Heading into Wednesday evening, the questions surrounding Joe Biden resembled questions surrounding Ronald Reagan leading up to his October debate with Walter Mondale in 1984. “Can the president—or former Vice President— still be sharp on his feet despite his age?” When Reagan was attacked with such a question, he famously quipped back that he would not make age a part of the campaign, nor exploit his opponent's “youth and inexperience” for political purposes. The question was laid to rest and Reagan sailed on to an easy victory. Biden entered a very similar situation, yet as opposed to one candidate going after him, he had a stage of nine with their crosshairs set. Biden was in a pivotal position; if he slipped up and fumbled again like he did in the first debate he could jeopardize his position as the clear leader of the pack. But if he managed to fend off the attacks and stay sharp, he could cement his spot against Trump in the general election. Despite multiple attacks from Harris, Booker, Castro and even de Blasio, Biden stayed on his toes and parried most of them off even when Gillibrand questioned his op-ed from 1981 (which you can read here). This attack strategy from other candidates continues to shed light on Biden's achilles heel: his experience. However, his campaign staff clearly burned the midnight oil leading into the debates as Biden was prepared every which way to defend against any potential attack and slip into the offensive with plenty of opposition research in his back pocket. The second Booker launched into Biden’s record on crime, Biden was ready to hit back with facts about Booker’s tenure as mayor of Newark. With a month and a half until the next debates, I would not be surprised to see Biden retain his position as a clear favorite, if not increase his lead, not to mention be better prepared to sling back at candidates with the skeletons in their own closets the next time they question his experience.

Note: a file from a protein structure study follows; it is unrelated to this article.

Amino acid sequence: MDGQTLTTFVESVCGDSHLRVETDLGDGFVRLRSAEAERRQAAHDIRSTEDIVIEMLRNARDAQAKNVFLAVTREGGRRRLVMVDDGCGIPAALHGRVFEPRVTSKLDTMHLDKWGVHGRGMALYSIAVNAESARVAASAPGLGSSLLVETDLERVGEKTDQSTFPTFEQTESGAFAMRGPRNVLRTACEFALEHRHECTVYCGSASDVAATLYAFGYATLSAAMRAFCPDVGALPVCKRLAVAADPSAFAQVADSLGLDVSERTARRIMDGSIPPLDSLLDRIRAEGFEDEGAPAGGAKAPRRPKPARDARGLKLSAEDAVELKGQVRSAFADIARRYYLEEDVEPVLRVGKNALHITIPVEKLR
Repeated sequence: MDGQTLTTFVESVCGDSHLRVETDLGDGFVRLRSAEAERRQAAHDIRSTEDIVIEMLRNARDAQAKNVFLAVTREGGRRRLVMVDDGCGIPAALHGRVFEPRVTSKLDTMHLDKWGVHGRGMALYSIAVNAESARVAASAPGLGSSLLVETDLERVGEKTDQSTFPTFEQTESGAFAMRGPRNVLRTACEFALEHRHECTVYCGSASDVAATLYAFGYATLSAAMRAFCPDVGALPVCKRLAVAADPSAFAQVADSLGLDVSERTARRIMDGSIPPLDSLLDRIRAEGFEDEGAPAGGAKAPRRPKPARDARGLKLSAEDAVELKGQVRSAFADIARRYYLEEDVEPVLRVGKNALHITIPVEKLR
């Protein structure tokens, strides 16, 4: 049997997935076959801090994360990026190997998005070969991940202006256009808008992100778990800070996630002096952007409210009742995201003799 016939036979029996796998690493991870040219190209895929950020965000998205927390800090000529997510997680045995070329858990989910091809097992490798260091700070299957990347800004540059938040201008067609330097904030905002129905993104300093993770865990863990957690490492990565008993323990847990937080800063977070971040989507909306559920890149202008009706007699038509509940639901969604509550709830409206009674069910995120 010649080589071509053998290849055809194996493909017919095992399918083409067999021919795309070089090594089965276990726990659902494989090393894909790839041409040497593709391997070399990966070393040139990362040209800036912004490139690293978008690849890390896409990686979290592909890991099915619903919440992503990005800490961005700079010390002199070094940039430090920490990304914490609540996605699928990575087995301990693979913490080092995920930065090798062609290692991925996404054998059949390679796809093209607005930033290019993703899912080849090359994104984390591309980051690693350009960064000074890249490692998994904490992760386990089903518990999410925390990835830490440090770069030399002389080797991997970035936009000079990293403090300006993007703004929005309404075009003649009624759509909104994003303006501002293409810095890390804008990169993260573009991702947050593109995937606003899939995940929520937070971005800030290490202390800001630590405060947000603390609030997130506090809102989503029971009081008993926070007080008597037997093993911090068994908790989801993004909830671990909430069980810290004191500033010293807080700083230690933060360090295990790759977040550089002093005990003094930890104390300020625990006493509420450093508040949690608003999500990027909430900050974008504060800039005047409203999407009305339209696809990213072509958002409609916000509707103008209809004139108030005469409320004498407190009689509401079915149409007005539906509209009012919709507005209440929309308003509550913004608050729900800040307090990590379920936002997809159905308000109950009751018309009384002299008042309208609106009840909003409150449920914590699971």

Something which needs to be mentioned: Harris’ slip
Biden would not have been the clear winner of the second debate if it weren’t for Kamala Harris’s rough night. While Biden was not phenomenal, Harris performing poorly is better for Biden than Biden doing really well. Harris was not fully prepared for another candidate to bring up her record as a prosecutor, especially by a low polling candidate like Tulsi Gabbard. From the outside, it may seem strange that a low polling candidate would attack a second/third favorite for the nomination as opposed to the leader, but remember that Chris Christie followed the same tactic in the 2016 Republican Primary—he set his sights on Marco Rubio instead of Trump. Gabbard did the same, throwing stones at Harris for her record on marijuana convictions countering an interview she gave admitting she used it, along with a claim that she covered up evidence that would stay the execution of a prisoner on death row. Biden later pounced on Harris, turning the tide from defense to offensive.
Remember, it’s still early
It is still way too early in the primary process to make a solid call on what is going to happen. Debates in the fall with a higher qualification threshold - almost double all of the metrics candidates in the summer debates had to meet - give opportunity for more discussion on policy as opposed to sound bites. But most importantly, the fall debates offer the potential to have ten candidates qualifying as opposed to twenty. The field will shrink in the coming weeks, a reduction sure to make the race more interesting as support groups and donors consolidate. Whether that winnowing will make it easier for the Mock Convention team is yet to be determined, but no matter what happens, we are up for the challenge of making the 27th Convention one for the history books.
Click here to read our review of the first Democratic debates. The third set of Democratic debates will be held on Sept. 12 and Sept. 13 in Houston.